This series was originally published at the Redbird Daily, but is now proud to call Cards Conclave home. This installment was written by Allen Medlock.
If you haven’t, check out the Introductory Article to gain understanding of how these rankings were built. That article can be found by clicking here.
Lets keep the countdown rolling with number 85 through 81. This set of five contains a stoic lefty, an eccentric right-hander, and a target for thrown batteries in Philadelphia.
85. Joe Magrane SP (1987-1992, ERA Title)
Joe Magrane was a highly touted lefty that was drafted in the first round of the 1985 draft. Finishing third in the 1987 National League Rookie of the Year award, Magrane became the youngest starter to take the ball for a World Series Game Seven at the age of 22. He was named the Opening Day starter for three of his five seasons in St. Louis and was the National League ERA champion in 1988. That was followed by 18-9 record in 1989, good for a fourth place finish in the N.L Cy Young award voting. Injuries limited Magrane to just five starts in 1992 which turned out to be his final year in St. Louis.
84. Joaquin Andujar SP (1981-1985, 2x All-Star, Gold Glove)
Andujar was loud and outspoken on the mound and off. The four-time All-Star was acquired by the Cardinals via trade with Houston during the 1981 season. Going 3-0 during the 1982 postseason, Andujar topped it off by going seven strong innings to win Game Seven of the World Series. After a sub-par 1983, Andujar rebounded by winning 20 games in 1984 with four shutouts while taking home the National League Gold Glove.
Winning 21 regular season games during the 1985 season, Andujar struggled during the playoffs while starting one NLCS game and one World Series game. His early ejection in the deciding game of the World Series came during a relief appearance in which has been seen as a classic meltdown. Mario Soto, the head of the Dominican National team, once told media members that “no one wanted to have problems with Andujar.” He carried the nickname “one tough Dominican.”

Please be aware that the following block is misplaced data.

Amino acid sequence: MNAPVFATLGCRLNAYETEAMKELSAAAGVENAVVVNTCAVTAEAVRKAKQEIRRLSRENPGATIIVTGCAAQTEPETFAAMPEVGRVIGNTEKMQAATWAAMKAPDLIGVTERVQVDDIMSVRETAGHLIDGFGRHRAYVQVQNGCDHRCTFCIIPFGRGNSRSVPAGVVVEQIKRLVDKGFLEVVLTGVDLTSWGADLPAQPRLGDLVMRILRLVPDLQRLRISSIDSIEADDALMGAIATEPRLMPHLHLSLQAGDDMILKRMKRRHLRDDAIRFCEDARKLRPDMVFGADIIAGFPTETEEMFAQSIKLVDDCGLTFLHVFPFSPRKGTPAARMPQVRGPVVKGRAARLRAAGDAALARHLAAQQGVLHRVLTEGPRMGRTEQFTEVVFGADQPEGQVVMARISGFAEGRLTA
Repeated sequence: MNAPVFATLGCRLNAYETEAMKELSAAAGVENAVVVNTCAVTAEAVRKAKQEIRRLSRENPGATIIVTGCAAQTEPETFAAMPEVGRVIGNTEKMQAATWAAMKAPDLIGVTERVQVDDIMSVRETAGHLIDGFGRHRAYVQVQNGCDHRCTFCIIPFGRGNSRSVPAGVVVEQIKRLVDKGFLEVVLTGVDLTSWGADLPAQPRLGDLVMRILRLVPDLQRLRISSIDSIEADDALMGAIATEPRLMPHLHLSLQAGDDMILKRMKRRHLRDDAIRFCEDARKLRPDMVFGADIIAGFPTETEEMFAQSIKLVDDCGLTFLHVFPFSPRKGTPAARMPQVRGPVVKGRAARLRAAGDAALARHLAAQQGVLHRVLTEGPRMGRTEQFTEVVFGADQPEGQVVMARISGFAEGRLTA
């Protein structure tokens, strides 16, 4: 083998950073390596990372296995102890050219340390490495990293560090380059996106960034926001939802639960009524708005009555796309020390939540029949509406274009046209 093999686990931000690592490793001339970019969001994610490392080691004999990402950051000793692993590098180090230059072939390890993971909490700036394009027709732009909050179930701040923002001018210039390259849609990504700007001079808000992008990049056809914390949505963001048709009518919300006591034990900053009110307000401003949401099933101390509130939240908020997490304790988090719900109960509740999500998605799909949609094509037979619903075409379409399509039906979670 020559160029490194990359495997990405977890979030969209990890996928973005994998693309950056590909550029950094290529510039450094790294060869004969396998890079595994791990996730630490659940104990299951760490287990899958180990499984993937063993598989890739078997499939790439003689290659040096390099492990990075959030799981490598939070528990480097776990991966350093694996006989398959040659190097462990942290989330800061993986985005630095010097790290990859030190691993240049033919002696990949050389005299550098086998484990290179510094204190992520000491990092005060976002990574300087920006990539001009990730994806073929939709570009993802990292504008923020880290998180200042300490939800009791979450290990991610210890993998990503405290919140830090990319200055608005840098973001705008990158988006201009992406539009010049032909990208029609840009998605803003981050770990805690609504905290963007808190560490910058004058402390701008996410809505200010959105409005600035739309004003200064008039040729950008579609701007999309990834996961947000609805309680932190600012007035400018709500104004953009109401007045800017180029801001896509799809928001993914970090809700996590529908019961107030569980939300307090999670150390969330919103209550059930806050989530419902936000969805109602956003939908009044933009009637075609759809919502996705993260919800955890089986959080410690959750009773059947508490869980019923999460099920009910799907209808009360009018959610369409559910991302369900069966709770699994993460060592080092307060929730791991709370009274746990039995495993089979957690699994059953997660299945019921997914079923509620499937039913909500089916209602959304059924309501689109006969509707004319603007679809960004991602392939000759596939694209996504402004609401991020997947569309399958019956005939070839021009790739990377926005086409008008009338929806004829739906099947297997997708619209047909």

83. J.D. Drew OF (1998-2003)
Two-time first round draft choice JD Drew made his way to the Cardinal organization in odd fashion. Drew and his agent Scott Boras set the asking price at $10 million to sign the second overall draft pick. Philadelphia was unable to come to an agreement with Drew, who eventually played independent ball to retain his amateur status and re-enter the 1998 draft. With the fifth pick in the first round, the Cardinals selected Drew and subsequently signed him for a hefty $7.5 million.
A productive player but no superstar, Drew carried the weight of the large contract. Tony LaRussa told Buzz Bissenger for his book Three Nights in August that J.D. was complacent, using only 75% of his ability. Drew was a villain in Philadelphia, once telling the story of having batteries hurled at him during batting practice.
82. Ray Blades OF (1922-1932)
Signed out of a tryout camp by then manager Branch Rickey, Blades spent ten years in St. Louis as a player for the Cardinals. A fiery competitor, Blades was notorious for running through fences and into walls while patrolling the outfield. Injuries took their toll on him. After a major knee injury forced him to retire as a player, Blades moved into the coaching ranks and eventually became manager, working once again for now general manger Branch Rickey.
Still as competitive as a player, Blades was one of the first to utilize a bullpen. Starting pitchers in the 20’s were expected to start and finish games, but not under Blades’s watch. The ballclub was at the top of the lists for pitching appearances while Blades was in charge. “Always play to win today. You can figure out tomorrow, tomorrow.” was a common phrase heard from Blades.
After a rough start to the season in 1932, ownership decided to part ways with Blades without the blessing of Rickey. This would ultimately be the move that led Rickey to take a role with the Dodgers.
81. Bob Forsch SP (1974-1988, 2 No-Hitters, 2x Silver Slugger)
A 20 game winner and the only Cardinal with multiple no-hit games, Bob Forsch wasn’t expected to be in the Cardinals pitching plans. Drafted as a third baseman, Forsch was unable to grab traction as a hitter and converted to the pitching mound where he became a stable force for 15 years as a Cardinal. A great athlete throughout his career, Forsch twice won the Silver Slugger Awards for the league’s best hitting pitcher.
When you talk about competitiveness, Forsch was in the same conversation as Bob Gibson and Chris Carpenter. In the 1987 National League Championship Series, Forsch famously hit Jeffrey Leonard in the back with a fast ball. Leonard had hit a homerun in each of the first four games and showboated after each one, to the ire of the Cardinals and the fan base.
Hope you enjoy the look back at some familiar Cardinal names. Stay with us as we countdown to the Top Cardinals Players.